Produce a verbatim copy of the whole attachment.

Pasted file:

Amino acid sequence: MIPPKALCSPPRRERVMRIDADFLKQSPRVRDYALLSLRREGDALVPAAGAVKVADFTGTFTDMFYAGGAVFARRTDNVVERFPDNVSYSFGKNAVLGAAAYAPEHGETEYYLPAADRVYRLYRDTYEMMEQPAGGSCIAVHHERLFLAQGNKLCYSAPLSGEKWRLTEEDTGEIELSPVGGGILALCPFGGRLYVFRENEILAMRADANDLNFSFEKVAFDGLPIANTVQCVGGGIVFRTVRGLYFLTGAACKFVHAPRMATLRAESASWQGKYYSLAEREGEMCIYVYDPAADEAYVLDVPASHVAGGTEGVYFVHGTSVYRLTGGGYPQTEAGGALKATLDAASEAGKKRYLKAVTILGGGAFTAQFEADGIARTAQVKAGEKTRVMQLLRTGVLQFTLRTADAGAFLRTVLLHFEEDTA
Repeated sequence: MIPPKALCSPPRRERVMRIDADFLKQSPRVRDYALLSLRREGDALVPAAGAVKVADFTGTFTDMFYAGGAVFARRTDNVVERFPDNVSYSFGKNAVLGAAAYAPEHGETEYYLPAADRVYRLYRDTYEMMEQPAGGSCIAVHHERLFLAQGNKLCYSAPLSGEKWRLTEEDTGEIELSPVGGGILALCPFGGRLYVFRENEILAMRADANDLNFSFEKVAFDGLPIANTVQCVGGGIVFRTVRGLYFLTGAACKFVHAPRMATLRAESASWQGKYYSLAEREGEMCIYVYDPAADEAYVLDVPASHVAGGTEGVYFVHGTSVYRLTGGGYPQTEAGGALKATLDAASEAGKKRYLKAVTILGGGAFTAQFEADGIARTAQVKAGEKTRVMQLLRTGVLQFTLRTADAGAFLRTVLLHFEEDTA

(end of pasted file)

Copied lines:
Amino acid sequence: MIPPKALCSPPRRERVMRIDADFLKQSPRVRDYALLSLRREGDALVPAAGAVKVADFTGTFTDMFYAGGAVFARRTDNVVERFPDNVSYSFGKNAVLGAAAYAPEHGETEYYLPAADRVYRLYRDTYEMMEQPAGGSCIAVHHERLFLAQGNKLCYSAPLSGEKWRLTEEDTGEIELSPVGGGILALCPFGGRLYVFRENEILAMRADANDLNFSFEKVAFDGLPIANTVQCVGGGIVFRTVRGLYFLTGAACKFVHAPRMATLRAESASWQGKYYSLAEREGEMCIYVYDPAADEAYVLDVPASHVAGGTEGVYFVHGTSVYRLTGGGYPQTEAGGALKATLDAASEAGKKRYLKAVTILGGGAFTAQFEADGIARTAQVKAGEKTRVMQLLRTGVLQFTLRTADAGAFLRTVLLHFEEDTA
Repeated sequence: MIPPKALCSPPRRERVMRIDADFLKQSPRVRDYALLSLRREGDALVPAAGAVKVADFTGTFTDMFYAGGAVFARRTDNVVERFPDNVSYSFGKNAVLGAAAYAPEHGETEYYLPAADRVYRLYRDTYEMMEQPAGGSCIAVHHERLFLAQGNKLCYSAPLSGEKWRLTEEDTGEIELSPVGGGILALCPFGGRLYVFRENEILAMRADANDLNFSFEKVAFDGLPIANTVQCVGGGIVFRTVRGLYFLTGAACKFVHAPRMATLRAESASWQGKYYSLAEREGEMCIYVYDPAADEAYVLDVPASHVAGGTEGVYFVHGTSVYRLTGGGYPQTEAGGALKATLDAASEAGKKRYLKAVTILGGGAFTAQFEADGIARTAQVKAGEKTRVMQLLRTGVLQFTLRTADAGAFLRTVLLHFEEDTA